Why Resident Evil 5’s Co-op Worked so Well


Resident Evil 5 is notorious for its stiff controls, frustrating partner-AI, obtuse interface, questionable quicktime events, and an incredibly silly storyline. As one would expect, these elements don’t make for the most compelling single-player experience.

However, the game’s co-op mode is incredibly fun and rewarding.

For all its faults, Resident Evil 5 has some very high production values.

The Standard Co-op Setup

Most action games encourage players to work together by turning a Prisoner’s Dilemma into a Trust Dilemma, i.e., making it so that helping each other out is always the most beneficial course of action for everyone involved. To achieve this, friendly-fire and other possible sources of griefing are diminished or removed, enemies are tweaked to take on the firepower of multiple players, and player-goals are designed around non-competitive challenges, e.g., everyone gets an achievement for defeating the boss instead of one person getting an achievement for the most kills.

Healing a defenseless comrade is another common mechanic that ensures players try to help each other out. Letting a partner die diminishes the chance of success — or can even result in a game-over screen — so all members of a team can usually depend on friendly aid. This in turn fosters a reciprocal relationship facilitated by special indicators that display the location and status of everyone else in the group.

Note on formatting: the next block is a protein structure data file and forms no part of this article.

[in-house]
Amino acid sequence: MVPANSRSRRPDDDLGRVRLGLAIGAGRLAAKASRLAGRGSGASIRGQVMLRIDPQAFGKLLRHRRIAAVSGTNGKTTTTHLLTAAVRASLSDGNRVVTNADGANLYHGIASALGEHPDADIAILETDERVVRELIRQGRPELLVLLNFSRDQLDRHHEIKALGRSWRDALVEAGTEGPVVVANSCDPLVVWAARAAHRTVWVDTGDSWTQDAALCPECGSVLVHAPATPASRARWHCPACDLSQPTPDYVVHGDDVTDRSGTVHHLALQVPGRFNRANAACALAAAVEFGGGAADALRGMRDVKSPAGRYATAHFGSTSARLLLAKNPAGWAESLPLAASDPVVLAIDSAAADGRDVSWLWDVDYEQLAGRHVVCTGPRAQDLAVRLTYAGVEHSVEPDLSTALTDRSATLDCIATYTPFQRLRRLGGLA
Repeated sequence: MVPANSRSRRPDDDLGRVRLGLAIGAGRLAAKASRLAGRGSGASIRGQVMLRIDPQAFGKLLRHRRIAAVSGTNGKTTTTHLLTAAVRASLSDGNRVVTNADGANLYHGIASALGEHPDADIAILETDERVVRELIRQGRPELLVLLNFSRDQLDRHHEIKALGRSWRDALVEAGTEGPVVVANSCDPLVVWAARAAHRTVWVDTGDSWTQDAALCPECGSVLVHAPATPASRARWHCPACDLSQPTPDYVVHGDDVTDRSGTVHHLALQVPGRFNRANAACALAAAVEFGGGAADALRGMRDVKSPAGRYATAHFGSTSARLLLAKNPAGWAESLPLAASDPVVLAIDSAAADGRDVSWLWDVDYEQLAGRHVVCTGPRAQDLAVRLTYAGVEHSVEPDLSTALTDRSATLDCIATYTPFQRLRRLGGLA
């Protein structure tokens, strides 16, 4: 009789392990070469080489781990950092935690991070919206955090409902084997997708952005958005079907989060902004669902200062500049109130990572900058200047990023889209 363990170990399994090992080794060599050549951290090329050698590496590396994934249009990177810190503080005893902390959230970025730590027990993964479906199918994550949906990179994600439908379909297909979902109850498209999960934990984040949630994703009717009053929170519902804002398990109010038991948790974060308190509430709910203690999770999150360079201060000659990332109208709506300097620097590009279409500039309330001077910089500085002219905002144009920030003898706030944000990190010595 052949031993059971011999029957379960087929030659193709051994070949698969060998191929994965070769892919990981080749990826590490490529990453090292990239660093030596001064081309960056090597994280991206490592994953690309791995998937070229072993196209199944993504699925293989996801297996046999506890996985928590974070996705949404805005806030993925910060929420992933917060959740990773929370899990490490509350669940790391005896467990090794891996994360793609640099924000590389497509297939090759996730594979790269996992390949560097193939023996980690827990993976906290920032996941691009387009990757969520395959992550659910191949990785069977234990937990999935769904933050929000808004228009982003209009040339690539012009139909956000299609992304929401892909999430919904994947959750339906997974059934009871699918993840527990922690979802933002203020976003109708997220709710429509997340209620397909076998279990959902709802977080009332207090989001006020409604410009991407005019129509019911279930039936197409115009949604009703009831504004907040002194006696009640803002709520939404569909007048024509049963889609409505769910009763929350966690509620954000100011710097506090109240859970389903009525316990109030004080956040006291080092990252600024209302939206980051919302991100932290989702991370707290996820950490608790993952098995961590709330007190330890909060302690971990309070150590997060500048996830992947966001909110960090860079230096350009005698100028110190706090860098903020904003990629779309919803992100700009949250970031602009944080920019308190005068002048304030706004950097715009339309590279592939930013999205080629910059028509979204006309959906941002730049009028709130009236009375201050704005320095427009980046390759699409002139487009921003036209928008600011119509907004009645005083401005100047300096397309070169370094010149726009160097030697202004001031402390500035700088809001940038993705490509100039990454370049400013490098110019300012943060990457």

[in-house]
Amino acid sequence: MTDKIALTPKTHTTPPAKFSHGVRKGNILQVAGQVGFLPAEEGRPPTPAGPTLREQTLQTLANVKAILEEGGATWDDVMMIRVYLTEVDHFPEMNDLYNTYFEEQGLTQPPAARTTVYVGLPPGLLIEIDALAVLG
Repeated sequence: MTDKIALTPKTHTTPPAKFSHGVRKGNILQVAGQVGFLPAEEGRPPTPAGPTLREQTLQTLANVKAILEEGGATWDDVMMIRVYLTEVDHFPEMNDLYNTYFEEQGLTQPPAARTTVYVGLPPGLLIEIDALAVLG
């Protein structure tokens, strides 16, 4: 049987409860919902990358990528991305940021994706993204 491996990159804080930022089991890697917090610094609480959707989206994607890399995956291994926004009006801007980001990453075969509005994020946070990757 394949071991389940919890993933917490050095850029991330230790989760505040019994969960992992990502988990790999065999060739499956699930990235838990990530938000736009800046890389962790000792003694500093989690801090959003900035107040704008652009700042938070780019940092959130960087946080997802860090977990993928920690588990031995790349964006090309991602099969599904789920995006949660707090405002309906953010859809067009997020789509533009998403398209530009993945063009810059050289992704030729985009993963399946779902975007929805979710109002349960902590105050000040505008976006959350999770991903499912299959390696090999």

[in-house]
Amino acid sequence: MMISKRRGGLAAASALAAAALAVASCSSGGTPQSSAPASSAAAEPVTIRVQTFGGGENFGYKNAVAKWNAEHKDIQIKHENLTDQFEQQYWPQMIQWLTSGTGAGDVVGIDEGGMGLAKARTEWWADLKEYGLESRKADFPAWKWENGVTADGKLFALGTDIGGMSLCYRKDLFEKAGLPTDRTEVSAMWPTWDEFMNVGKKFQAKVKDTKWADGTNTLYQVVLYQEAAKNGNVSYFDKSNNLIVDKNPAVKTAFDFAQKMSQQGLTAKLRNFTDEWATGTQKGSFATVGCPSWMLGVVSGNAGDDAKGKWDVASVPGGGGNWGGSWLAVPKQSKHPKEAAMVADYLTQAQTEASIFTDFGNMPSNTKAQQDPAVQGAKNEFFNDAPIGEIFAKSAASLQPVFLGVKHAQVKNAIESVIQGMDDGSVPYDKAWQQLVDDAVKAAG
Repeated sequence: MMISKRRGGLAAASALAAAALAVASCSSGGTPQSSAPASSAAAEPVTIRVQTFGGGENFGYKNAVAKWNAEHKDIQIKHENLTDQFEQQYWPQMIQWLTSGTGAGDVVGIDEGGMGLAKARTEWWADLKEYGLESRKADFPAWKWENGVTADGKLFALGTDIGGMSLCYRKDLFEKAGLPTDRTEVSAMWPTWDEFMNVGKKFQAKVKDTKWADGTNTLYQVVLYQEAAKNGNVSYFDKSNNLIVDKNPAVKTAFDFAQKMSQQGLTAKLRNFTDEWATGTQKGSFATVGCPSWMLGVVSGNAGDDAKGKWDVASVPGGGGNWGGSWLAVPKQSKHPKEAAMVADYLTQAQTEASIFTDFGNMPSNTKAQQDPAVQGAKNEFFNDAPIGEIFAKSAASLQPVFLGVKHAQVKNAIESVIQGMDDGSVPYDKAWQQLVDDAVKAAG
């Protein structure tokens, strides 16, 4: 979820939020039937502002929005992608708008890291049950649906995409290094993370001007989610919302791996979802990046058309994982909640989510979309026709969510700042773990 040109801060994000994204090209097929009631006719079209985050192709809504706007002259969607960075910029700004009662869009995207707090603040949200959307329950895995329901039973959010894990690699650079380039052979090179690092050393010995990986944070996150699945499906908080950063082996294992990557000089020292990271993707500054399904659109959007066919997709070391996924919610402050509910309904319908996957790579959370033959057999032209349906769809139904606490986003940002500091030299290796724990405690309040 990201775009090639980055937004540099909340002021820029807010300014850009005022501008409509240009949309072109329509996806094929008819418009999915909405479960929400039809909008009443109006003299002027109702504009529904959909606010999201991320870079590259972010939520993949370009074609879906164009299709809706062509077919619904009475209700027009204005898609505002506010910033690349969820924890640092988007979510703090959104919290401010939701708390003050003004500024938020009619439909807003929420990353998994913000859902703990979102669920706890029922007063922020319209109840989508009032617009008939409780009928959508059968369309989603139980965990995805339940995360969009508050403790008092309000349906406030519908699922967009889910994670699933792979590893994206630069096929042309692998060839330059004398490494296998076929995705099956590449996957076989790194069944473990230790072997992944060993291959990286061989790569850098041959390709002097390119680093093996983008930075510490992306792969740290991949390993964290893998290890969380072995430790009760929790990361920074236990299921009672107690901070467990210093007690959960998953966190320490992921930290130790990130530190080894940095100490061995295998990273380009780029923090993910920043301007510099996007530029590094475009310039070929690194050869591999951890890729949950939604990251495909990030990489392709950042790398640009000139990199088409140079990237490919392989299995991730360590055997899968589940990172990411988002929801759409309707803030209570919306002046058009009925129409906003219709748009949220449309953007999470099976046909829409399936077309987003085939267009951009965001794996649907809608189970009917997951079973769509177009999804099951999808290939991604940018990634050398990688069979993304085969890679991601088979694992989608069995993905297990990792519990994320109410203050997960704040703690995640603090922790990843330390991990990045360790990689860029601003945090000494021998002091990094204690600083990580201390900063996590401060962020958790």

In addition to resuscitating nearly-defeated partners, RE5 also lets one player save the other from various health-draining, potentially-lethal grappling encounters.

Forcing gameplay-cooperation at specific script-points is common as well, e.g., having one player boost another to higher ground in order to proceed. While these sound good on paper, such statically-defined activities are rarely as satisfying as letting the players come up with their own strategy for traversing a level. With that said, scripted gateways serve to differentiate the gameplay and ensure that each player feels like part of the team.

All of these co-op elements are present in RE5, but there are many more as well.

All The Extras

A great example of something that’s conducive to cooperative play is RE5’s shared-healing mechanic. Whenever any healing item is used (except for the eggs), both characters get healed if they’re standing close to each other. This encourages players to communicate and plan rendezvous points in order to get the most value out of their reserves.